- Interview by
- Astra Taylor
The popular narrative goes that history is governed by evolutionary forces. While there are exceptions to every rule, its broad sweep pushes in a general direction that is predictable and obvious. Before the rise of agriculture, humans lived in small egalitarian bands. It’s been downhill ever since, as our species trends increasingly toward domination and arbitrary hierarchy.
Belief in this story about humanity isn’t confined to either side of the political spectrum. But is the narrative true? World-renowned archaeologist David Wengrow of University College London says no. Wengrow makes this case in his new book, The Dawn of Everything: A New History of Humanity, which he coauthored with the late anthropologist David Graeber.
Earlier this month, Wengrow joined Astra Taylor to discuss the book on Jacobin’s The Dig podcast. The following transcript has been edited for clarity and length.
Let’s start with our mutual friend David Graeber, because he’s going to be present throughout this interview. Can you talk about your collaboration with him and how it led to The Dawn of Everything?
Sure. I first bumped into David in New York while I was a visiting professor at NYU’s Institute of Fine Arts. I was going there about three times per year.
David wasn’t between jobs anymore. He started at Goldsmiths in London, but he still had his parents in Manhattan. So he was commuting.
It’s interesting, looking back, that no academic department in America could find a home for David Graeber. Then there was me: some guy from London who already had a job at a well-known British university, getting flown over to hang out at NYU. The obscenity of it is rather striking.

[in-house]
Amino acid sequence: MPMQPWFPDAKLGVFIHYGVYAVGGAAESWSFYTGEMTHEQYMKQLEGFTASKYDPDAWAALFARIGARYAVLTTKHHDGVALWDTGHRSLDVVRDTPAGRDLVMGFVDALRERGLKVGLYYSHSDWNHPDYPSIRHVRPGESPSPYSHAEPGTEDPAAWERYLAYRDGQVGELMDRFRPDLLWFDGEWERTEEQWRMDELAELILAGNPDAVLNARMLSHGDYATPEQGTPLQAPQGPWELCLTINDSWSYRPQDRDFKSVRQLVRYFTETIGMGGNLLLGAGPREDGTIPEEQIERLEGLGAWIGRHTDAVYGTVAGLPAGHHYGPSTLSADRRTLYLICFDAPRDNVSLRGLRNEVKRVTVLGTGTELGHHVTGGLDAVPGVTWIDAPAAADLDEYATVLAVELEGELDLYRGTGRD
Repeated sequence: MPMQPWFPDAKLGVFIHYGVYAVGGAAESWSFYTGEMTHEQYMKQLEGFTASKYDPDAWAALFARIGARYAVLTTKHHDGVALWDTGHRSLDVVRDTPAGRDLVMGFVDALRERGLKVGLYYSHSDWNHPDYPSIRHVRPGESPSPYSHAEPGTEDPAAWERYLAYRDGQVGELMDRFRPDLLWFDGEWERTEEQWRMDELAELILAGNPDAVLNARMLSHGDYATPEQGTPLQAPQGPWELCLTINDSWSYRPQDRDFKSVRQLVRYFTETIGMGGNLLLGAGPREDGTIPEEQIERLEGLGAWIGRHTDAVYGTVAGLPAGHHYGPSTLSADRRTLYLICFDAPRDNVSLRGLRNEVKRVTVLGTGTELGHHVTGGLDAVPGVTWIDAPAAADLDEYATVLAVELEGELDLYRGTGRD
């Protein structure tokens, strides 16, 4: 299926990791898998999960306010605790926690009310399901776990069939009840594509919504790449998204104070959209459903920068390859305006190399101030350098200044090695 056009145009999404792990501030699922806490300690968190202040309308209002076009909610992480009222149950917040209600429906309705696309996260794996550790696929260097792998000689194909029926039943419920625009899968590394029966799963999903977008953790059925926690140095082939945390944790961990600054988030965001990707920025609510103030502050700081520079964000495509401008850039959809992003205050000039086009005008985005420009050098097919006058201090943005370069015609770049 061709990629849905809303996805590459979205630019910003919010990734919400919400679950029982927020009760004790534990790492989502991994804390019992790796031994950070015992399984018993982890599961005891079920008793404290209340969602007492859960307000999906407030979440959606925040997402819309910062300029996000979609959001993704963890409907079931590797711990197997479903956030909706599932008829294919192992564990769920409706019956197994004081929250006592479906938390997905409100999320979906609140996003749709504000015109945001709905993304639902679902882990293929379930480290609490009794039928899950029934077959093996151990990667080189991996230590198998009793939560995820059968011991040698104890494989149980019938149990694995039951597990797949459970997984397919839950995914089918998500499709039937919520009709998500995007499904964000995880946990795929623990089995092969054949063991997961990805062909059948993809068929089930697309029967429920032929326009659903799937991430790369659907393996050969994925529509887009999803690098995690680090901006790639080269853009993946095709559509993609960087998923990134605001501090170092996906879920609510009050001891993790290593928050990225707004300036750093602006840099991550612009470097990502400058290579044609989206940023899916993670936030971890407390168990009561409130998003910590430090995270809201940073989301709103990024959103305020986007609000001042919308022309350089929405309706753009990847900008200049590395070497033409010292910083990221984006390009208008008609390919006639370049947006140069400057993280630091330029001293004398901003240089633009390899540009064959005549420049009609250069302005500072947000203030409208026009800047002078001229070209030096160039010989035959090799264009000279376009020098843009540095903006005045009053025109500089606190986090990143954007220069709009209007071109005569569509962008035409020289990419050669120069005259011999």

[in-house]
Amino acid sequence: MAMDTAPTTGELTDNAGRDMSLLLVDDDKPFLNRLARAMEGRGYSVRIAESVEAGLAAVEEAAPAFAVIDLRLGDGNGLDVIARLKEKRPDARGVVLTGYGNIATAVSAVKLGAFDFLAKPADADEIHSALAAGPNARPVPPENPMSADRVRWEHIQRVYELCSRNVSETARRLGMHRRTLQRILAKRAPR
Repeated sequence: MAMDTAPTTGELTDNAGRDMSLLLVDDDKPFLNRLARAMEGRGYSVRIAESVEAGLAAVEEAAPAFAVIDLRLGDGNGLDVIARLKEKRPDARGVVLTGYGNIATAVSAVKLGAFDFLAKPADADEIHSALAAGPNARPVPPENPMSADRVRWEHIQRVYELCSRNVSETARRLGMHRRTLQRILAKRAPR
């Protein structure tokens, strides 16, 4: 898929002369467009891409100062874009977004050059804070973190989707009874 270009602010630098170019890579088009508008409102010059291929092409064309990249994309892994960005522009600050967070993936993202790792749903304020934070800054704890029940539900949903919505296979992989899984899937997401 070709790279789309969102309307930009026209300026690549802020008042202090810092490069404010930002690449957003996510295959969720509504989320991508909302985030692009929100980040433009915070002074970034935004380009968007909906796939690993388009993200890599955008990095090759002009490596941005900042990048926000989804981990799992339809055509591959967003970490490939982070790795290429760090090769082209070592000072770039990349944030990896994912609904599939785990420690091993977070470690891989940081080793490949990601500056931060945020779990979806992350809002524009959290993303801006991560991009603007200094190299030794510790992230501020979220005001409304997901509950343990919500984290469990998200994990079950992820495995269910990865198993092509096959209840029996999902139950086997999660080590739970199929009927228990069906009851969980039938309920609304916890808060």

But there David was, happy in his home surroundings. This was around the time that Occupy Wall Street was taking off. It only occurred to me later that David never mentioned Occupy. Not even once. We were too wrapped up in talking about things that happened thousands of years ago!
Then David’s book Debt: The First 5000 Years came out. We were sitting in one of his favorite Korean restaurants and he gave me a copy of it with a very sweet inscription inside. It read something like: “To David Wengrow, who’s gotten me more excited about the past than anyone.”
I gave him a copy of a much less famous book — mine! — which came out around the same time. Called What Makes Civilization?, it’s about ancient Egypt and Mesopotamia.
David sent me a very long email detailing his thoughts on my book. I got down to point twelve or thirteen before it trailed off and said, “Really, we ought to sit down,” which we did.
Our friendship took off from there. We didn’t do any of the things that academics now typically do. Nowadays, if you have a big idea or project in mind, the first thing you’re supposed to do is apply for a grant. David and I didn’t do any of that. We just worked for pleasure.
But we had two hooks around which we wanted to build The Dawn of Everything. One of them was hunter-gatherers. It occurred to us that all of the big history books contained a completely artificial and out-of-date portrayal of what most of human history was like and what it means to live in a nonagricultural society.
We wanted to give people a flavor of the incredible discoveries that have been made in recent decades about the sheer diversity of human life pre-agriculture. We sought to put a nail in the crazy myth that, once upon a time, we all lived in egalitarian bands of ten people or fewer.